The 10 billion dollar question

What would Lawrence do with $10 billion dollars?

Deciding what to do with $10 billion is difficult.

The Wall Street Journal features eight of the world’s top philanthropists explaining what they would do to help the world with an extra $10 billion dollars. Their answers are a mixed bag – there’s a lot of unproven and some very old ideas and odd misconceptions, from carbon-capture toilets (really?) to AMCs, investing in education and climate change mitigation.

Mo Ibrahim (the only person in the article who is actually from a developing country) made one of the most interesting suggestions: bolster the statistical capacity of the continent.

Better data will support improved policy making by governments and interventions by donors. The data will enable them to identify needs, to make better use of existing resources and to assess results. In the case of donors this will finally lead to aid that is “smart”—for both donor nations’ taxpayers and recipient countries’ development needs.

The only other suggestion that I found worthwhile came from Judith Rodin of the Rockerfeller Foundation, who would dedicate part of the funding to

…..equipping groups and governments with talent, technology and training so cycles of growth continue after funding dissipates.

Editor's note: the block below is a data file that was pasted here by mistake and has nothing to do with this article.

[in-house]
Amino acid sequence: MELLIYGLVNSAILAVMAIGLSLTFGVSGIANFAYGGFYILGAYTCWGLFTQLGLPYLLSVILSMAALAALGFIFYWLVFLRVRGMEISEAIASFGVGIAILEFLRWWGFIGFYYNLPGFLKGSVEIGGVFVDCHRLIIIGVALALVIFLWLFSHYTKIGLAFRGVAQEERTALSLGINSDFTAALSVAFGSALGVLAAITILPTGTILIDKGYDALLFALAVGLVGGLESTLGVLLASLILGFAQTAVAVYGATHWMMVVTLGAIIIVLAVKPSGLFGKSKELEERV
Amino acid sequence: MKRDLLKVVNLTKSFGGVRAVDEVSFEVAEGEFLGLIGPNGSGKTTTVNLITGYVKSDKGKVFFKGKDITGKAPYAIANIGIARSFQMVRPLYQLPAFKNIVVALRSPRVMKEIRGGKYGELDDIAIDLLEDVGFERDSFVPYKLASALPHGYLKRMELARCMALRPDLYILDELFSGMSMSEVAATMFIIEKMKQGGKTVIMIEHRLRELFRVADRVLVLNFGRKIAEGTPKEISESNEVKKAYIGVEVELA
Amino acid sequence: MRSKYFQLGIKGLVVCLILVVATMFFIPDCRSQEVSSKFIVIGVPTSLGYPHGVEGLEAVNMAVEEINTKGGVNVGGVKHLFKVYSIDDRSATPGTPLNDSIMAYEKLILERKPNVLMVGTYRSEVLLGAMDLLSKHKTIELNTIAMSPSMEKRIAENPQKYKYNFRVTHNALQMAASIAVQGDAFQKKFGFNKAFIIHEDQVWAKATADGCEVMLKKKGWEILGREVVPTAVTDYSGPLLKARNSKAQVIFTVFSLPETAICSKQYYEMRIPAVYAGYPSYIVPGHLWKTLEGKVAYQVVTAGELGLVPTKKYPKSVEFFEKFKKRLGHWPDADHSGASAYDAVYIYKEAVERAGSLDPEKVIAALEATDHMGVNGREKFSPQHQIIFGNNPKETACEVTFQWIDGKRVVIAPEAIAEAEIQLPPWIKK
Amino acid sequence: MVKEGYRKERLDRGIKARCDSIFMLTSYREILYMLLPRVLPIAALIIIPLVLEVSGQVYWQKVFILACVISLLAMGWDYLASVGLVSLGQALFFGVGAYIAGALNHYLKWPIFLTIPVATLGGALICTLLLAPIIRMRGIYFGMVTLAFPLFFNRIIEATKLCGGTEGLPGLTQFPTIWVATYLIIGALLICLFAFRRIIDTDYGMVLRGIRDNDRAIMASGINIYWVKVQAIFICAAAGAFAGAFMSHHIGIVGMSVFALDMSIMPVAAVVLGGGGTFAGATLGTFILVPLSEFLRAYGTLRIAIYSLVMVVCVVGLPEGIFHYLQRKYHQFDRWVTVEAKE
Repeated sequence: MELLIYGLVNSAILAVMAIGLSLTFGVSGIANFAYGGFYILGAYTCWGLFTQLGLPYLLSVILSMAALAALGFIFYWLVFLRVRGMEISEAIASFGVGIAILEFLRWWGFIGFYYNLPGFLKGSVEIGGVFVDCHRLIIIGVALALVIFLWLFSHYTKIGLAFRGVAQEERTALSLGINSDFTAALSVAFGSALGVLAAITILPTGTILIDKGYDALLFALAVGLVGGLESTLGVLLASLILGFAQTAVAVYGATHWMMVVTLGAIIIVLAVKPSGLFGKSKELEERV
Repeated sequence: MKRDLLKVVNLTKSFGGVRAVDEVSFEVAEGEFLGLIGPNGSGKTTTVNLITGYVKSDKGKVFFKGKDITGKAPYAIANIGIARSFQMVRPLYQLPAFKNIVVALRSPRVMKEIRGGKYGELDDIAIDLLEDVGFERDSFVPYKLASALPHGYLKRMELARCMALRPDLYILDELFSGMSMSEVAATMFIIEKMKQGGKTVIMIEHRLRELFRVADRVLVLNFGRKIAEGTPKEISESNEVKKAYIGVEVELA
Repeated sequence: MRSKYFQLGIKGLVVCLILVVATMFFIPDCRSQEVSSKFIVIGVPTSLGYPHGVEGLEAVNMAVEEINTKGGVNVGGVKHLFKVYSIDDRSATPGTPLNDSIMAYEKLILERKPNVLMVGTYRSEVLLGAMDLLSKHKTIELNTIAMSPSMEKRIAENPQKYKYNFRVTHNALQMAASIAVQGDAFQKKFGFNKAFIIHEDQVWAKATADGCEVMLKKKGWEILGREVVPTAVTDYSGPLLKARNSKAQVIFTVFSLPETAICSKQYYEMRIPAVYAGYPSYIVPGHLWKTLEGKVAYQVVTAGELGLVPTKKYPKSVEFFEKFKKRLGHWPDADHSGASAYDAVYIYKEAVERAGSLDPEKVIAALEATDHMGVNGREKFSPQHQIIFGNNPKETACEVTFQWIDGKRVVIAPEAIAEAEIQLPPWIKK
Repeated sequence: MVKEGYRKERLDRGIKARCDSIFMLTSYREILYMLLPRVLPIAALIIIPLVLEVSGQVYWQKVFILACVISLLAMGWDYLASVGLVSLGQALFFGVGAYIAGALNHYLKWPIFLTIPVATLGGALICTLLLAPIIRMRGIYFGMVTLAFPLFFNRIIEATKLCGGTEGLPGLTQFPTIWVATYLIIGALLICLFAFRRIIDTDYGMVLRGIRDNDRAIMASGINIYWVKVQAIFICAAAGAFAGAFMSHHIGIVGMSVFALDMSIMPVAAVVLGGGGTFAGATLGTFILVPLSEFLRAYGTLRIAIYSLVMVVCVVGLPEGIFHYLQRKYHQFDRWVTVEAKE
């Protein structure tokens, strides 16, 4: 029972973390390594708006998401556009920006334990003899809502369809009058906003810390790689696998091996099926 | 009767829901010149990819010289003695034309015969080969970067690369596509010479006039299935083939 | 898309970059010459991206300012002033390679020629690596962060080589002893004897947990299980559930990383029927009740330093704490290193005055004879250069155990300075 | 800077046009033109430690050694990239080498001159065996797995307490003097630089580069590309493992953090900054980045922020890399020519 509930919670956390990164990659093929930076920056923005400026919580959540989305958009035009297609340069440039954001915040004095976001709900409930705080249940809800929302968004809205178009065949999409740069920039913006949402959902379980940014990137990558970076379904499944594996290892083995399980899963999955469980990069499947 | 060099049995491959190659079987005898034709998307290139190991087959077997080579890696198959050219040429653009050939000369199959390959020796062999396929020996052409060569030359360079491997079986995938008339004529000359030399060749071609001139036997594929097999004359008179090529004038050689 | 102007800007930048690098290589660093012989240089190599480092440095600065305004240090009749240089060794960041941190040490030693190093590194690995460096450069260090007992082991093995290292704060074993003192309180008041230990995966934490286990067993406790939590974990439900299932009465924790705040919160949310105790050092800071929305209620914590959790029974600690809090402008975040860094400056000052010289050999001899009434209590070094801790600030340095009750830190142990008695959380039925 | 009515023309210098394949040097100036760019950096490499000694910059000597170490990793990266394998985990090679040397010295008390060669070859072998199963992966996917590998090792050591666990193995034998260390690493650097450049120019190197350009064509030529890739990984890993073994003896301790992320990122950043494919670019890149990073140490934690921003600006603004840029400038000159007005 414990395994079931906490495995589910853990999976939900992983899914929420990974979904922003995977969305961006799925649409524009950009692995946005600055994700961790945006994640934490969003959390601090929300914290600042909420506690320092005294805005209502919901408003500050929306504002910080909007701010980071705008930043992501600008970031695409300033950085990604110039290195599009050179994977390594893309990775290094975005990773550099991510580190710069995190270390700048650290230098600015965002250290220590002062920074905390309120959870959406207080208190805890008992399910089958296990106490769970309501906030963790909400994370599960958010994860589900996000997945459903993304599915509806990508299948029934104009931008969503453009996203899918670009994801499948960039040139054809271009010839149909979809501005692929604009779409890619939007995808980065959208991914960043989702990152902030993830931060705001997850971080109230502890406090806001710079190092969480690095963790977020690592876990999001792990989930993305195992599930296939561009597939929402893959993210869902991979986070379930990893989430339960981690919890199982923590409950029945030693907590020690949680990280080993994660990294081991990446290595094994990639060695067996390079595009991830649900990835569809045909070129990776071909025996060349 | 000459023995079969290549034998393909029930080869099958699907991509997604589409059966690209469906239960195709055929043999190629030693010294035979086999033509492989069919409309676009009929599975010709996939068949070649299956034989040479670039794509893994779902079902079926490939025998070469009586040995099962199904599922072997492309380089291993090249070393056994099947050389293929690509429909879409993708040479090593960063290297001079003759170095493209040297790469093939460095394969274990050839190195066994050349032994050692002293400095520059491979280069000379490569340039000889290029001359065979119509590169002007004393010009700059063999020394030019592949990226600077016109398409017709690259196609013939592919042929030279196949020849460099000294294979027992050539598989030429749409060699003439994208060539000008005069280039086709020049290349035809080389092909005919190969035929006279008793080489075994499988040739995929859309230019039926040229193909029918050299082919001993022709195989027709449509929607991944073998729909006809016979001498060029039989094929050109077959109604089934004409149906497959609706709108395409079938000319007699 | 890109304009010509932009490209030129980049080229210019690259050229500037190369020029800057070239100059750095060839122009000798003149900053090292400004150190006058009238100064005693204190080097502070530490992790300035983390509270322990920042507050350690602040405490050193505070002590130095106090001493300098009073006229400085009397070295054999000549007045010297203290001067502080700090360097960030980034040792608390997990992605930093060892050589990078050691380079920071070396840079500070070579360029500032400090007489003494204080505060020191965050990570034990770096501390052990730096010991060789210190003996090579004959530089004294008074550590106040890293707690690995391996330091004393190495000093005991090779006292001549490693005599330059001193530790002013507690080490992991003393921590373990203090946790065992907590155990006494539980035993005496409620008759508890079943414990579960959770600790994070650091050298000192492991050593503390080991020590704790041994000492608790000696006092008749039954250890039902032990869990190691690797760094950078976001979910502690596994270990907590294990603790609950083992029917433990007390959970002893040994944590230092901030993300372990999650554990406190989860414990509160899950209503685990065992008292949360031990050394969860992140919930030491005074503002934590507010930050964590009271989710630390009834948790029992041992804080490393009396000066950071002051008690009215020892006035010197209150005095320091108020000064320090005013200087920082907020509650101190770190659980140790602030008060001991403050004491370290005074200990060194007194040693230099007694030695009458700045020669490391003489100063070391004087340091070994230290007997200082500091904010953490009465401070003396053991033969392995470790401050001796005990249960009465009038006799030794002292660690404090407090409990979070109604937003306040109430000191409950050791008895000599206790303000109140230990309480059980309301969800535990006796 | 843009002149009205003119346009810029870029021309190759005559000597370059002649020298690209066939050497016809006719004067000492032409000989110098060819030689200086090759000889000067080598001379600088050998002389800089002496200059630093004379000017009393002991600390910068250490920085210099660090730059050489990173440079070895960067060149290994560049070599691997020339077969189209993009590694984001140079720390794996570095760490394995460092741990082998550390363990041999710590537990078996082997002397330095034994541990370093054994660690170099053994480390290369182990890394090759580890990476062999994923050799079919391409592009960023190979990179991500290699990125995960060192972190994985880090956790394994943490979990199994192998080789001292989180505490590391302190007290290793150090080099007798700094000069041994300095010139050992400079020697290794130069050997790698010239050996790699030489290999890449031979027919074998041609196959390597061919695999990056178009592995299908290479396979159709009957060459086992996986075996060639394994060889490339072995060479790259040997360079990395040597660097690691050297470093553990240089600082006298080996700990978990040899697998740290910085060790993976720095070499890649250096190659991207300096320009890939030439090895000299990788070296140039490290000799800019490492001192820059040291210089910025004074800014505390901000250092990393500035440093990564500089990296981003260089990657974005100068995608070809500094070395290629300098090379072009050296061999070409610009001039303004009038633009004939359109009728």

Both Ibrahim and Rodin see aid as an potential enabler for governments, rather than as an end in itself, which is uncommonly refreshing, as philanthropists are usually more interested in reaching people directly. It’s also harder to raise money for this sort of thing, as it doesn’t directly involve starving children. Let’s have a go:

This is Steve

This is Steve. Steve works in a statistics office, earning less than £90 a day. Steve works on assessing poverty indicators and informing policy makers of the appropriate data, but has no computer. His office is dangerously understaffed (one out of every two government statisticians is poached by development partners every year). Please, when you're deciding where to send your check this Christmas, think of Steve.

Sadly, in the business of aid, the long term needs are the least photogenic.

2 thoughts on “The 10 billion dollar question

  1. Ranil Dissanayake

    March 8, 2010 at 11:32am

    I am genuinely laughing out loud. That is a great caption.

    Btw – yay for Mo Ibrahim. As you know, this is what I do for a living, and I can assure you that even many people working for DPs do not appreciate how useful half-decent data is, at least not when we have to collect it from them.

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